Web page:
Taking stock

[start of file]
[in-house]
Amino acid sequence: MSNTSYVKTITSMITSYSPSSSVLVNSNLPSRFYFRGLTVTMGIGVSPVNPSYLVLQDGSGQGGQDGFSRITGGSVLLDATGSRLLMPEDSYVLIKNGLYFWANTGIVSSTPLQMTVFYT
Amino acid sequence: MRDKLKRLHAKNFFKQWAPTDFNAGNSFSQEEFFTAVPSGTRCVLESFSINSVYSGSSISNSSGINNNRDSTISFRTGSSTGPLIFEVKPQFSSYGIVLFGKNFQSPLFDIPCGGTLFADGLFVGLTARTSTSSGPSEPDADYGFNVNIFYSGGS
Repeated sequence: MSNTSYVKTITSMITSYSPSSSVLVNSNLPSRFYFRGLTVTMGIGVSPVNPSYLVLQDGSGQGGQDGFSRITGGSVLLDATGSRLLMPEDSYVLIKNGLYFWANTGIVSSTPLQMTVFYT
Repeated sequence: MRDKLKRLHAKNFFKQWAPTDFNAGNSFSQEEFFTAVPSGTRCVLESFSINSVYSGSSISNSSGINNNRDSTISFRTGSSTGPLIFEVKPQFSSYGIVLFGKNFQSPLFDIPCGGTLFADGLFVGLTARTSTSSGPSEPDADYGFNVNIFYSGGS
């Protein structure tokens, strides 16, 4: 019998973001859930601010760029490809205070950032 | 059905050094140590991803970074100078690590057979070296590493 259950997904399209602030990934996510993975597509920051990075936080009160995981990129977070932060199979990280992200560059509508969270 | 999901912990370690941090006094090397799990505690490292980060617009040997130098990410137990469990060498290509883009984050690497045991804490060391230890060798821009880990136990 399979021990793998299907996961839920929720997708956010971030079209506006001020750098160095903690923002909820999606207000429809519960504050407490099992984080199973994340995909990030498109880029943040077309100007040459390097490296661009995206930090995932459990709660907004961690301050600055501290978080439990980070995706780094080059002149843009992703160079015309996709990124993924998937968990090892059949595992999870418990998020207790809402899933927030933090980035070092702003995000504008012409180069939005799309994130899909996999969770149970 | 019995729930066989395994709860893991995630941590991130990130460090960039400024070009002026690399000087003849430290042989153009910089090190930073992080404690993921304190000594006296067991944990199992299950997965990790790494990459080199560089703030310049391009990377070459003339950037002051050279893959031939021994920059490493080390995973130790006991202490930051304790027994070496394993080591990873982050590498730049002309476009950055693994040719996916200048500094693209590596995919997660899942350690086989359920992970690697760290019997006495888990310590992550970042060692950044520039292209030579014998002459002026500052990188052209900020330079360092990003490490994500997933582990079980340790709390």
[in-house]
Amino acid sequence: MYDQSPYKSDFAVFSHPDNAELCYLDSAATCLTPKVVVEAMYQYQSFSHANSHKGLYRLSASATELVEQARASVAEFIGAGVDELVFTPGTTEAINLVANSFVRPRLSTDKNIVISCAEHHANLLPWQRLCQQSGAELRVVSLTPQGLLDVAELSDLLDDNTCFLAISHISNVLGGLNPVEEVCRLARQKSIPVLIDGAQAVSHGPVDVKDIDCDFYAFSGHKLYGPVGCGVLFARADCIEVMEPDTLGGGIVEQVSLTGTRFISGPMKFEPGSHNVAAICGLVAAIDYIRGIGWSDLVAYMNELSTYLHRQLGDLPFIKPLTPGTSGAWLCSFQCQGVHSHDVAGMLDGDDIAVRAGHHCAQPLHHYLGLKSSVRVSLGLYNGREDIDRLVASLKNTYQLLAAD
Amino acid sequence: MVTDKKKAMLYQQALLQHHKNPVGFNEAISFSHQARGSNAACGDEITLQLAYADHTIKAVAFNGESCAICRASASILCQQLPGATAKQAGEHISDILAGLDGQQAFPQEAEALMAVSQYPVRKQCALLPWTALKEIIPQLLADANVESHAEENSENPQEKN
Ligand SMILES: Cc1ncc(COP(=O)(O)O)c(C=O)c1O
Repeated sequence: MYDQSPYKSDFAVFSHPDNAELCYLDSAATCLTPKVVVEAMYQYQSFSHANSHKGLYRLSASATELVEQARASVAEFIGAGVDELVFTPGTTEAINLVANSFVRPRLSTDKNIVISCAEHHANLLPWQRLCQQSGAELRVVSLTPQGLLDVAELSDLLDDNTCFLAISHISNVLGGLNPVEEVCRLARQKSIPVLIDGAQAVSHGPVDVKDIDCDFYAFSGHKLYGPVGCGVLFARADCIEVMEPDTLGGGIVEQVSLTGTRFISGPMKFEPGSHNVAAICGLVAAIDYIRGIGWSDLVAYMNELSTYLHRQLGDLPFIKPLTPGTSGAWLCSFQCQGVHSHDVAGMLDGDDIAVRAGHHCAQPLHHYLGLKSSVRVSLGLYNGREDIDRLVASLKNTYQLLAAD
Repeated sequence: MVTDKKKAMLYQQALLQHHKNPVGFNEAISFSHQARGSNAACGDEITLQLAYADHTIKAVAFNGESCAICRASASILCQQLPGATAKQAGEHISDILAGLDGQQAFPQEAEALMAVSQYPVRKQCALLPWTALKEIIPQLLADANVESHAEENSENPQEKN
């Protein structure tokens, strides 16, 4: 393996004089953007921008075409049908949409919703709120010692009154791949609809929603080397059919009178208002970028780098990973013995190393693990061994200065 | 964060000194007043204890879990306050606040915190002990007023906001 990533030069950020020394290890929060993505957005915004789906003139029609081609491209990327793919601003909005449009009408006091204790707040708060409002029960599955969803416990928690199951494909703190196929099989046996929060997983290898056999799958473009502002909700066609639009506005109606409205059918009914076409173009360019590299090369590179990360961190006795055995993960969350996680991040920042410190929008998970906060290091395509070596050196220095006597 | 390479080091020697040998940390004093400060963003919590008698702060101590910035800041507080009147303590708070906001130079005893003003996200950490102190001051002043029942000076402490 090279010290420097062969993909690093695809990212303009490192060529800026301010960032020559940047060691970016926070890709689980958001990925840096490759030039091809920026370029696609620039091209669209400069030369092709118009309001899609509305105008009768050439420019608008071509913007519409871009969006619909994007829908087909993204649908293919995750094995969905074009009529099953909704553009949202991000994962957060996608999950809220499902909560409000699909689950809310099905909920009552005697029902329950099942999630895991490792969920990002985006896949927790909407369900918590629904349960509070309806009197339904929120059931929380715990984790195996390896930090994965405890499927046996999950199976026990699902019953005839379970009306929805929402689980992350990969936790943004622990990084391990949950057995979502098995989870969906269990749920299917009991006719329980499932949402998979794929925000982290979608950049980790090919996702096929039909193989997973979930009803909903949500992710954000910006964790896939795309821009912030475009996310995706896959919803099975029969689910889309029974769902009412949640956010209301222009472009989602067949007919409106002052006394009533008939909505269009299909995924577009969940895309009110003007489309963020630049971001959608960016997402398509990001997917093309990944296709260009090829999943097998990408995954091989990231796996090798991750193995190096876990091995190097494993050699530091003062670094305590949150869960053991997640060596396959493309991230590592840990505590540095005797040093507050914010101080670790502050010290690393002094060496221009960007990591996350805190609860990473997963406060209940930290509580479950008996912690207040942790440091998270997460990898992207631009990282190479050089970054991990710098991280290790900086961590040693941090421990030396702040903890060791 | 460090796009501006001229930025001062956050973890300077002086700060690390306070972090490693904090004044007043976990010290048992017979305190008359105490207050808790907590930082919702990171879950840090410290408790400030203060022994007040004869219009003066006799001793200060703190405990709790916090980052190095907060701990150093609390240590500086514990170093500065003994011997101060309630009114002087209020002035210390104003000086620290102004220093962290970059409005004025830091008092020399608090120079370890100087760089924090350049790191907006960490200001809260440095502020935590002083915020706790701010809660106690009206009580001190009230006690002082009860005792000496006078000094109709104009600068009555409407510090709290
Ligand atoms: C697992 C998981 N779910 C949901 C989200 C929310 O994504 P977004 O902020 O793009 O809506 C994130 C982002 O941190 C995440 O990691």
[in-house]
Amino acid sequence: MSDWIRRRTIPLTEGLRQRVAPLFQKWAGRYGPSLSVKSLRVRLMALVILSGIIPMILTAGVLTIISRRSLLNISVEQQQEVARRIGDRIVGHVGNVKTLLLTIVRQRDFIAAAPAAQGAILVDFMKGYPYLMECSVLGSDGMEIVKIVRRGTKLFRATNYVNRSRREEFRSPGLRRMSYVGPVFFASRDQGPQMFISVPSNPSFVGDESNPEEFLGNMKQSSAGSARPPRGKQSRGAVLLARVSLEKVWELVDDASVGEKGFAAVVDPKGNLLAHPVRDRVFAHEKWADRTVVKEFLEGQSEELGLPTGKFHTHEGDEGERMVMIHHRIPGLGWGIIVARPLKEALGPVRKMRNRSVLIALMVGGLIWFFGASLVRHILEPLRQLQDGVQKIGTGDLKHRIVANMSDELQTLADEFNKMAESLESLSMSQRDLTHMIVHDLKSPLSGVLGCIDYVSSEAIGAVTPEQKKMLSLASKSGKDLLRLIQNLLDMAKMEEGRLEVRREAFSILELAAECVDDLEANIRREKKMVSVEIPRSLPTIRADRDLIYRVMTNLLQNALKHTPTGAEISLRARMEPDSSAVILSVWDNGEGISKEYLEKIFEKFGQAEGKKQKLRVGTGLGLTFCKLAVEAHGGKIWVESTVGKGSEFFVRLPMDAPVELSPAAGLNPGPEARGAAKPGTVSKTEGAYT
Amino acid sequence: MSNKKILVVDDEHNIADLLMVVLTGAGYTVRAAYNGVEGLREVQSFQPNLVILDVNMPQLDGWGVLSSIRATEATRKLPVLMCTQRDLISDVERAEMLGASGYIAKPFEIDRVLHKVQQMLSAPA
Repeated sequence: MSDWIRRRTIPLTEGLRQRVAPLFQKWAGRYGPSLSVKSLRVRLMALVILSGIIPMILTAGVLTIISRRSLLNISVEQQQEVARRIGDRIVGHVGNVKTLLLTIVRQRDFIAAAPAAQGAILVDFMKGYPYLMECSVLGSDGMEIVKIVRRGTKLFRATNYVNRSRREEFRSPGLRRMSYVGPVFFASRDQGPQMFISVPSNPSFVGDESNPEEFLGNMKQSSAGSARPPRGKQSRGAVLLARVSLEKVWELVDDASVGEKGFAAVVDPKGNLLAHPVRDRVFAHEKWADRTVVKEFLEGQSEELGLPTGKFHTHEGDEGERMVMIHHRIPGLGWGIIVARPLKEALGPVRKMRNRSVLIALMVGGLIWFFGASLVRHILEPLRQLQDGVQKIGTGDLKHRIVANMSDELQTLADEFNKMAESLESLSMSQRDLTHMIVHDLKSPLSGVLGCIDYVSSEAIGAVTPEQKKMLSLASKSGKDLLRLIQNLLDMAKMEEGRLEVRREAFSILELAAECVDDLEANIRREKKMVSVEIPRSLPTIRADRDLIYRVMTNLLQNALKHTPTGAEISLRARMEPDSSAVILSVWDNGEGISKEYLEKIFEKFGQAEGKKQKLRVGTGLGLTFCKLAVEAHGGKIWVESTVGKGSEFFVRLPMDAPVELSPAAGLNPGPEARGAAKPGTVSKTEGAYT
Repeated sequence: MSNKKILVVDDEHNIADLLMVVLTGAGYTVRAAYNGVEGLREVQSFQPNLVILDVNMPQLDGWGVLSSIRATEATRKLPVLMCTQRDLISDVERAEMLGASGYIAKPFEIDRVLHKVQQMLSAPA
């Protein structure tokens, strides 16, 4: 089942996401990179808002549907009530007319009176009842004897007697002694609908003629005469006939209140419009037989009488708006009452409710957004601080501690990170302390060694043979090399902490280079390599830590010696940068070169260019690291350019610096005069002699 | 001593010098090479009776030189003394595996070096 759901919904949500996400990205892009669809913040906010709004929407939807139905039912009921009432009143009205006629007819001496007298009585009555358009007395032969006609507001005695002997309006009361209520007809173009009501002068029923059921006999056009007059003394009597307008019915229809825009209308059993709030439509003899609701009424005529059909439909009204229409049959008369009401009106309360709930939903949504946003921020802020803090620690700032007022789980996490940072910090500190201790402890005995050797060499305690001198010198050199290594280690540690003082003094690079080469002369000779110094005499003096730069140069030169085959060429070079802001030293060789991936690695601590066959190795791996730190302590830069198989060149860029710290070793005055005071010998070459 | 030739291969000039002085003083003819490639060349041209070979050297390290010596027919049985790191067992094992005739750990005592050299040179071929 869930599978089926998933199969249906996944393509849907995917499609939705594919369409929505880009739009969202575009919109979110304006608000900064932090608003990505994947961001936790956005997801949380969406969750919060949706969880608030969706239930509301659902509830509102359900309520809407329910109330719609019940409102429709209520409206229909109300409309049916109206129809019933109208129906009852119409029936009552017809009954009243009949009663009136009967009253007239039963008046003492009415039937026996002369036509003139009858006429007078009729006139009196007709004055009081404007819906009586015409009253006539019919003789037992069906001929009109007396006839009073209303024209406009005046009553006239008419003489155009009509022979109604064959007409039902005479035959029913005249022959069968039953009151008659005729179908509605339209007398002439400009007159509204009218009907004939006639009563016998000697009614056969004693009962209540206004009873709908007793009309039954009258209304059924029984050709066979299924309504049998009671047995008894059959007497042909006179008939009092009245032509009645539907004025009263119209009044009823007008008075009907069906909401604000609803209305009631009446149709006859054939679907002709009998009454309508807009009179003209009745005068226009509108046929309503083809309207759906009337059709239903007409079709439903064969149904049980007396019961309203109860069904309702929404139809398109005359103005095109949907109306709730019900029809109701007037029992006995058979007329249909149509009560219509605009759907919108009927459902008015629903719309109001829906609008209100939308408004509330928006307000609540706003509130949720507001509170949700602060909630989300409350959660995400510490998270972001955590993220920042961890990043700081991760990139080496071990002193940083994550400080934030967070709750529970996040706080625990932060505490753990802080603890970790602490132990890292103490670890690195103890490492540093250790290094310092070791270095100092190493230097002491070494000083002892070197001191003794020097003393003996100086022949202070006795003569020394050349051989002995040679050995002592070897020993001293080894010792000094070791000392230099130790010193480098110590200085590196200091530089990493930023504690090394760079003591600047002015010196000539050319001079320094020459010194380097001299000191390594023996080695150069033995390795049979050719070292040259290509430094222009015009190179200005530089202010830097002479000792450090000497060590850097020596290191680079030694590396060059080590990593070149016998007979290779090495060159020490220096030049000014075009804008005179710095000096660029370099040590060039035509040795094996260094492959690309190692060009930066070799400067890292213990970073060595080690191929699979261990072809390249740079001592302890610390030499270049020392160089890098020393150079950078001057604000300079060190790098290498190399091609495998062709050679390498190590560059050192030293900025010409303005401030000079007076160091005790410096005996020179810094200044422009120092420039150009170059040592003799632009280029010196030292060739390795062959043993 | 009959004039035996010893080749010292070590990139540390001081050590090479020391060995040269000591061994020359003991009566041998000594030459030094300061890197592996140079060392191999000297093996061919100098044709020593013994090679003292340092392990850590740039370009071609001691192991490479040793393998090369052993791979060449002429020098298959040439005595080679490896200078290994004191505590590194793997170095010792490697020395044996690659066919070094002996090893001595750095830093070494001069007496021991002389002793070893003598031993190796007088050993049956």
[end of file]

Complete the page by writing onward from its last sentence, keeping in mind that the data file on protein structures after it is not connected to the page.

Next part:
Taking StockWhen we think back to better time what comes to mind? 1986,1991,1998,1973? Better times are certainly relative. I was speaking to one of my clients last night when they mentioned the good years in 1991. For me it was a telling demonstration of our short term memory kicking in. (1991 was a major recessionary period.) I asked them after the statement. What was so great about the early nineties in your opinion? The answer- It preempted the good years of investing (obviously referring to the late nineties and the internet boom). It was also 20 years back. They had their health. They were traveling, they had recently retired and where enjoying the time together and in the golden years of life. In hindsight they wished to have traveled a little more. Spent a little more time with the family, shared more time together. With the market moving in volatile ways- it’s easy to lose focus on the important elements of life and therefore investing. It’s not just stock and bonds. Its stock in your achievement to avoid entropic destruction. It’s your children and your spouse. It’s the aunt’s uncles and friends that might need to hear from you. In this time- maybe unlike any other in the history of man, It seems that the drive to be successful and maximize every moment (often defined by the hourly income vs. input) places the real value elements on the back burner because the lack of immediate financial gain. The idea of spending an hour with your kid playing a video game would be placed second when there is the opportunity to put more money in the bank. But what is the real return on either of these investments? Consider this very simple exercise. Take a point in history mark it to memory….. For me it’s the summer of 1991. Now go back further… For me it’s 1984. Now overlap the stock market. Not a big deal really!! Up- down up again we continue to grow. What becomes important ? It has nothing to do with monetary investments, but personal investments in people. The markets will find their way. You simply need to appreciate its efficiency. You and I will benefit far more by finding the value in the people we associate with than beating our head over the potential growth benefits of Coke vs. Pepsi or Exxon vs. Chevron. Ironically so much of the market depends on the emotional strength of the consumer. Maybe it’s time to shore up the underlying catalyst (yes people!) and making people more secure in their respective ability and future. By virtue creating a point in history that they can reflect upon.